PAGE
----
The security community breathed a collective sigh of relief that there would be no new influx of security patches to patch the new service pack until late next year.

    Then they went back to tracking the CURRENT vulnerabilities.

  • Finally!! (Score:5, Funny)

    by AlexeiMachine (604654) on Tuesday August 19, 2003 @08:10AM (#6731468)
    They finally understand what a buffer overflow is, and this time, they'll *really* *really* fix all of them.
  • by OfficerNoGun (686128) on Tuesday August 19, 2003 @08:11AM (#6731473)
    WinInformant [wininformant.com] says that the statement meant Fiscal year 2004, which ends in June 2004 for Microsoft, and that SP2 is due out mid 2004.
  • The Register reported on 28 March this year that a service pack 2 build has been leaked [theregister.co.uk]. So if the Service Pack is more or less ready, what is Microsoft going to incorporate into it in 1.5 years ?
  • by Delgul (515042) <gerard AT onlinespamfilter DOT nl> on Tuesday August 19, 2003 @08:11AM (#6731476) Homepage
    Convenient...
  • by narratorDan (137402) <narratordan@gmail.com> on Tuesday August 19, 2003 @08:11AM (#6731477)
    The story is basically saying that SP2 will incorporate things that MS "innovated" in the last year. Firewalls, anti-virus, etc, all stuff thats also supposed to be in Longhorn. Silly.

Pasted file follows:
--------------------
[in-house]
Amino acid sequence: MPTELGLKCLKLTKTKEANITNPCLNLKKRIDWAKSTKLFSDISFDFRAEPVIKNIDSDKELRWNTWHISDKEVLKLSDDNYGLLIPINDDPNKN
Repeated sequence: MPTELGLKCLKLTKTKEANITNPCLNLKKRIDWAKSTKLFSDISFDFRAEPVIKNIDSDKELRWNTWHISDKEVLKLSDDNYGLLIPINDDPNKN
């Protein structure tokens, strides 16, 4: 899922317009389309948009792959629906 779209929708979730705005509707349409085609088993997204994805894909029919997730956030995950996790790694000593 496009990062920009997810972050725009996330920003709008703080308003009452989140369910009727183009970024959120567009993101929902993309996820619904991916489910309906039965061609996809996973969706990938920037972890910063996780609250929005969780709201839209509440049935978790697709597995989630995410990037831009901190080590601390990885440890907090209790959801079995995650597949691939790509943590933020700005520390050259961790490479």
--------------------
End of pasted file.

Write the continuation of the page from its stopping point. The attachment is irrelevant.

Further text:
• According to wininformant, this is not at all the case. In fact, the relavent snippit of that short blurb is:
      "[SP2 will] not [include new] features, but there will be a few things that we're adding to that."... The Microsoft representative also told me that XP SP2 would include no major new features but would instead consist of all the bug and security fixes Microsoft released since XP was issued in October 2001.
    • The story is basically saying that SP2 will incorporate things that MS "innovated" in the last year. Firewalls, anti-virus, etc, all stuff thats also supposed to be in Longhorn. Silly.

      Didn't microsoft promise (under force) to only put fixes in servicepacks and not add new 'features'?
  • by killermal (545771) on Tuesday August 19, 2003 @08:11AM (#6731478)
    Windows users will have to wait till 2004 for a new set of features that can be exploited.
  • A typo apparently... (Score:2, Informative)

    by MikShapi (681808)
    At least as the other article [wininformant.com] linked in the first comment of the article in question plainly states.
  • Odds are (Score:2, Funny)

    by Hamon (698286)
    They probably want to make their Windows Server 2003 customers feel better by making sure *their* SP comes first. Y'know, to make up for the "but it's secure out of the box!" gaffe.

    Or maybe they are thinking about stuffing in the virus scanning "features" they've been rumoring about...

    Eh, it's just a service pack...
    • They probably want to make their Windows Server 2003 customers feel better by making sure *their* SP comes first. Y'know, to make up for the "but it's secure out of the box!" gaffe.


      Yeah it's only when you put it on your box that it's insecure.
  • Hotfixes??? (Score:3, Funny)

    by winstarman (624536) on Tuesday August 19, 2003 @08:24AM (#6731546) Homepage
    Sometimes it really concerns me when my computers have more "MS Hotfixes" installed than actual programs.

    Hmm... I guess the more you install the better it runs. That sure sounds odd.
  • Microsoft acting odd (Score:5, Interesting)